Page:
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Cablevision Wins ITC Ruling In Verizon Set-Top Patent Case

A U.S. International Trade Commission judge Friday threw out four of Verizon Communications' claims against Cablevision Systems relating to set-top box patents, while the telco's fifth patent claim was ruled invalid earlier this month by a federal district court.

Verizon in March 2010 filed the ITC complaint and sued the cable operator in Delaware federal court, accusing the cable operator of infringing several patents with certain digital set-top boxes and demanding that Cablevision stop distributing the boxes.

In its ITC complaint, Verizon claimed three Cablevision set-top boxes -- the Scientific Atlanta Explorer 4250HD, the SA Explorer 8300HD and the SA Explorer 4200HD -- violated five of the telco's patents.

In a statement Friday, Cablevision said: "This is a significant victory for Cablevision, the judge rejected four of Verizon's five claims in the case, and the fifth had already been invalidated by a Virginia court. We are obviously very pleased and will continue to defend ourselves vigorously as the process continues."

Verizon responded with a statement Saturday saying: "Our pursuit of this action reflects our long-established commitment to protect and enforce our intellectual property rights."

The telco indicated it expects to have a strong case on review by the full ITC that Cablevision infringes two additional patents. "The full ITC will review the [administrative law judge's] decision with a target date for decision of September 20, 2011," Verizon said.

In the ITC ruling, administrative law judge E. James Gildea found that Cablevision did not violate four of the patents: U.S. Patent No. 5,666,293 ("Downloading operating system software through a broadcast channel"); 5,635,979 ("Dynamically programmable digital entertainment terminal using downloaded software to control broadband data operations"); 6,367,078 ("Electronic program-guide system with sideways-surfing capability"); and 7,561,214 ("Two-dimensional navigation of multiplexed channels in a digital video distribution system").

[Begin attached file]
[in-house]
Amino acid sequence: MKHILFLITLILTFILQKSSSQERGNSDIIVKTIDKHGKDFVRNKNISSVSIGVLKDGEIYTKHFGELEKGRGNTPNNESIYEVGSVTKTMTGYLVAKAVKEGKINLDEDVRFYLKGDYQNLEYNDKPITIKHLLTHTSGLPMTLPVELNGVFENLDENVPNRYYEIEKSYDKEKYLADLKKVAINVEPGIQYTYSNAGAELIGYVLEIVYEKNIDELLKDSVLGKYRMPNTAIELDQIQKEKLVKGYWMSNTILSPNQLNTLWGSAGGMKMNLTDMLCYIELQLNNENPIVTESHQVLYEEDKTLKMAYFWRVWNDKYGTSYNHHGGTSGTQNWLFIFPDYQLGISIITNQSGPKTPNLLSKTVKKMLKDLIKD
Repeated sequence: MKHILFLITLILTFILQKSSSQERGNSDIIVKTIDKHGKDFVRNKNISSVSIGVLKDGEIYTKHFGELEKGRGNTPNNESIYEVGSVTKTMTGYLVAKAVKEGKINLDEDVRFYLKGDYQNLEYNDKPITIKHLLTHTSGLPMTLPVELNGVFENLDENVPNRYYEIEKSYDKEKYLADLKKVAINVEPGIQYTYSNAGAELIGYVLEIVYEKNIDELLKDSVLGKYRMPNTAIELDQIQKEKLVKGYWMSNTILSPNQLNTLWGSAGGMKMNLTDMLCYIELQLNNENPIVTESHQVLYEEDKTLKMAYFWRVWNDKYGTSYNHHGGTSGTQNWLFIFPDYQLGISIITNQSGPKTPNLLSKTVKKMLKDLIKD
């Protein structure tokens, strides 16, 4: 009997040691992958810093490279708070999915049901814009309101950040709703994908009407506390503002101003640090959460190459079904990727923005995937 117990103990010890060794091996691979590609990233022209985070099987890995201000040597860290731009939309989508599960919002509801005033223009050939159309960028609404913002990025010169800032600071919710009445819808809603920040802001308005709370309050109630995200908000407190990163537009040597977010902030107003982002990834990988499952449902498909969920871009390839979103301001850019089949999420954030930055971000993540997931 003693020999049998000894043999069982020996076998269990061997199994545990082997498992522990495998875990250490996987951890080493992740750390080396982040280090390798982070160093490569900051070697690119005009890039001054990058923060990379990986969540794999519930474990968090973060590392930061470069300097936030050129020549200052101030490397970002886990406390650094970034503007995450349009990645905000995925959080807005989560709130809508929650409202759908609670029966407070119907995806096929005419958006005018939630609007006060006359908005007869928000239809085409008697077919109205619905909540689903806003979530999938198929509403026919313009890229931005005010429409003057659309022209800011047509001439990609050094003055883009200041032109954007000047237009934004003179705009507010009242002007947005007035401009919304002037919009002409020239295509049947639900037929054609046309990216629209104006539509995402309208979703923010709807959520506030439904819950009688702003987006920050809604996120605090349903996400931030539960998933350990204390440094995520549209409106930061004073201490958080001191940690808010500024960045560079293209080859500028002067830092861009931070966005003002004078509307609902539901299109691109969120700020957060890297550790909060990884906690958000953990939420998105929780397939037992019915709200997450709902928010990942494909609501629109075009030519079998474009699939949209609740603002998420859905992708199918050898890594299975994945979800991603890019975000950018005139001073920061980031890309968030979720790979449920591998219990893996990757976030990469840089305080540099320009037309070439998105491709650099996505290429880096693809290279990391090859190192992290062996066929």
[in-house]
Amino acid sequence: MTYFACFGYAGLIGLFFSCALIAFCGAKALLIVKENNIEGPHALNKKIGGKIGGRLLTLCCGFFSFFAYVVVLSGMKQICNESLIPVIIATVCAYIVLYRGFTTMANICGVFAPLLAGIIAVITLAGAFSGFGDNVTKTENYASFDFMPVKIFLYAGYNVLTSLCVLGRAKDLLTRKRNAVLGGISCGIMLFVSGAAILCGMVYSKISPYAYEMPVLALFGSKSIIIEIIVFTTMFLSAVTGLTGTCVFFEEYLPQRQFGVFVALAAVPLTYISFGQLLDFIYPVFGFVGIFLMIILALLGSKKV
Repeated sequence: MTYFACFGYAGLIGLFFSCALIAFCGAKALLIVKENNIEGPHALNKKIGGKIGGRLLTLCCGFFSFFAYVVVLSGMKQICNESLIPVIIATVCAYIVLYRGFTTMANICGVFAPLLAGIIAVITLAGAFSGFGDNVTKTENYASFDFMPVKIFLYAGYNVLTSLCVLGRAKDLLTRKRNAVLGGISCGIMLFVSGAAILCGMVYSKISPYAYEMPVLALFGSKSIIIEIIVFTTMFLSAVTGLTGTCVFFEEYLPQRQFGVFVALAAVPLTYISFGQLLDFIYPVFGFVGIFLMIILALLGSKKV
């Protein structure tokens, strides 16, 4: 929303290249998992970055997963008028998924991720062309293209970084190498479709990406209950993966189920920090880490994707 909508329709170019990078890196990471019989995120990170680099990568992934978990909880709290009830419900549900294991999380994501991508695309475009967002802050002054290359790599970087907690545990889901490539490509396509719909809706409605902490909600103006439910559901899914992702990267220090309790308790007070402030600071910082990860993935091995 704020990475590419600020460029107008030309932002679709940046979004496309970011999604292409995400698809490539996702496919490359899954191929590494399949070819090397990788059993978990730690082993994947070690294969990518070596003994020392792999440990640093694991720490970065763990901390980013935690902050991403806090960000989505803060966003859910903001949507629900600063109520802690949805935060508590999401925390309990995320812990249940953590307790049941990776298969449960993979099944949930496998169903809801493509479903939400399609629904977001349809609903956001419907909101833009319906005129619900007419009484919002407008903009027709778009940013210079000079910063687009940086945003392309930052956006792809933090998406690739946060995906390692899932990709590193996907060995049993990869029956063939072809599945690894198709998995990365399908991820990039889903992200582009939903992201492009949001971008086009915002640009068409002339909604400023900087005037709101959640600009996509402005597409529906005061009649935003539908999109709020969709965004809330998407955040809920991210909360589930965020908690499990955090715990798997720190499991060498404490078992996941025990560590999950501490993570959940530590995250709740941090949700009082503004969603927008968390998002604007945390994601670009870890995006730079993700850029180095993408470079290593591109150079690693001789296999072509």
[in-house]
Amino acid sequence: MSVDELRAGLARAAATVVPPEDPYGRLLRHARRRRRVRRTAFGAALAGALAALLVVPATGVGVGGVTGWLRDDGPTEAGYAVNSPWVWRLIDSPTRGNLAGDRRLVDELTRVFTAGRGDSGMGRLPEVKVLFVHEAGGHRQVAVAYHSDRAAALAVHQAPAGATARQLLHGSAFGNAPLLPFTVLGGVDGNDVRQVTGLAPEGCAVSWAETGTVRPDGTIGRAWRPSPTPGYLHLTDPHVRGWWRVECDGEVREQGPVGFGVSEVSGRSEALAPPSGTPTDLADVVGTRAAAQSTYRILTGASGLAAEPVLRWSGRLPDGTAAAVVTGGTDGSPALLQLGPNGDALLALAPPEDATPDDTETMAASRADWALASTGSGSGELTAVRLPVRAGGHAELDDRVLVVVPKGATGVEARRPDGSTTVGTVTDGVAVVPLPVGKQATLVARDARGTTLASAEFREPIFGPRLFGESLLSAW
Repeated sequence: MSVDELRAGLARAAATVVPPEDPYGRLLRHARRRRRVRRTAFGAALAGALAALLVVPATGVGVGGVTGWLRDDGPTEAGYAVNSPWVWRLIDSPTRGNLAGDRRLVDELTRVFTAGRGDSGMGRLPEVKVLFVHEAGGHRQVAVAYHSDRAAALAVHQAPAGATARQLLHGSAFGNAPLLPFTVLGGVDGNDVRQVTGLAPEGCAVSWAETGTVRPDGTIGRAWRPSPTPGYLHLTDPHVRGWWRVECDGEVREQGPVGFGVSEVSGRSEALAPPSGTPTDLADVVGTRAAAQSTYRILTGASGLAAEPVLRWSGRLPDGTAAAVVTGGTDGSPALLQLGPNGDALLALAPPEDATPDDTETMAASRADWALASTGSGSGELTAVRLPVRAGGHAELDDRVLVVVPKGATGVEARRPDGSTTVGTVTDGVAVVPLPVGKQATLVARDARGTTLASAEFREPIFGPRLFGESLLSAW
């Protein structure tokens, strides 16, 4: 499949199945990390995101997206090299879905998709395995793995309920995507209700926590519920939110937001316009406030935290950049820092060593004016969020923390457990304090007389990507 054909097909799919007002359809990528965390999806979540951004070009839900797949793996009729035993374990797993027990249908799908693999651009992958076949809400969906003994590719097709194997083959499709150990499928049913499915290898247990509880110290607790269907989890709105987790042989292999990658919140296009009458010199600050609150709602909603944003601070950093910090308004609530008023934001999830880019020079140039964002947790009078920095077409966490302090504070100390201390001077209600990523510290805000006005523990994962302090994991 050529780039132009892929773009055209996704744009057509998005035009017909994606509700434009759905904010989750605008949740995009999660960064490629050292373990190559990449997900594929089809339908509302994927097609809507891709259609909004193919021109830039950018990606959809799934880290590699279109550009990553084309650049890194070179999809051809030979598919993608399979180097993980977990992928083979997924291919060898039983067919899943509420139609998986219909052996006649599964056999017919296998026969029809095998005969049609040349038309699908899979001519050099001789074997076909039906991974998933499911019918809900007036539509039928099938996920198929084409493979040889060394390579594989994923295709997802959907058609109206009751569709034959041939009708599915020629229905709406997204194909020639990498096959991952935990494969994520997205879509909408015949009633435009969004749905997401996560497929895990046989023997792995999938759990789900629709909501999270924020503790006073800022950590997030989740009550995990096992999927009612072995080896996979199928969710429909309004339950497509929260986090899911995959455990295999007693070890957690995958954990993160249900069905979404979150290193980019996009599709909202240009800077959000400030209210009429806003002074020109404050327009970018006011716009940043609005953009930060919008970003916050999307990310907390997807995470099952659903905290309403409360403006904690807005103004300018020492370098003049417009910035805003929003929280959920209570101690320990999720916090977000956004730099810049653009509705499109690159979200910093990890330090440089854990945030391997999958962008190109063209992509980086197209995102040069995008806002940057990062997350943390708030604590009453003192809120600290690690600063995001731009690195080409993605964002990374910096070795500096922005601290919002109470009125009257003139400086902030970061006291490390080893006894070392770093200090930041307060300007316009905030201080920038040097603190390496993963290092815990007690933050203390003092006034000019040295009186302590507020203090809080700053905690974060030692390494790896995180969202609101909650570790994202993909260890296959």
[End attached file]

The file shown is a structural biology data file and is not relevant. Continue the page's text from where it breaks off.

The judge ruled against Cablevision on the fifth patent claim on Patent No. 6,381,748 ("Apparatus and methods for network access using a set-top box and television").

However, on May 10 the U.S. District Court for the Eastern District of Virginia ruled that Verizon's claims for the '748 patent were invalid, along with and one other patent in a suit against interactive TV vendor ActiveVideo Networks, whose biggest customer is Cablevision. Verizon said it has filed a motion for reconsideration of that opinion.

Verizon did not say which two other patents it would add to its ITC complaint against Cablevision. The telco in the Delaware suit alleged the MSO infringed three other patents in addition to the five it originally brought before the ITC: U.S. Patent No. 5,608,447 ("Full service network," covering a digital switching network that accommodates a range of broadband and narrowband digital technologies); 6,055,077 ("Multimedia distribution system using fiber optic lines"); and 5,864,415 ("Fiber optic network with wavelength-division-multiplexed transmission to customer premises").

Meanwhile, ActiveVideo filed a lawsuit against Verizon in May 2010 alleging the telco's FiOS TV service infringes five of its patents for interactive TV and video-on-demand technologies.

Verizon has reached intellectual-property cross-licensing agreements with Comcast, Time Warner Cable and Charter Communications. According to Verizon, Cablevision "has refused to deal with us respecting their own intellectual property (HD sports in New York) on any terms."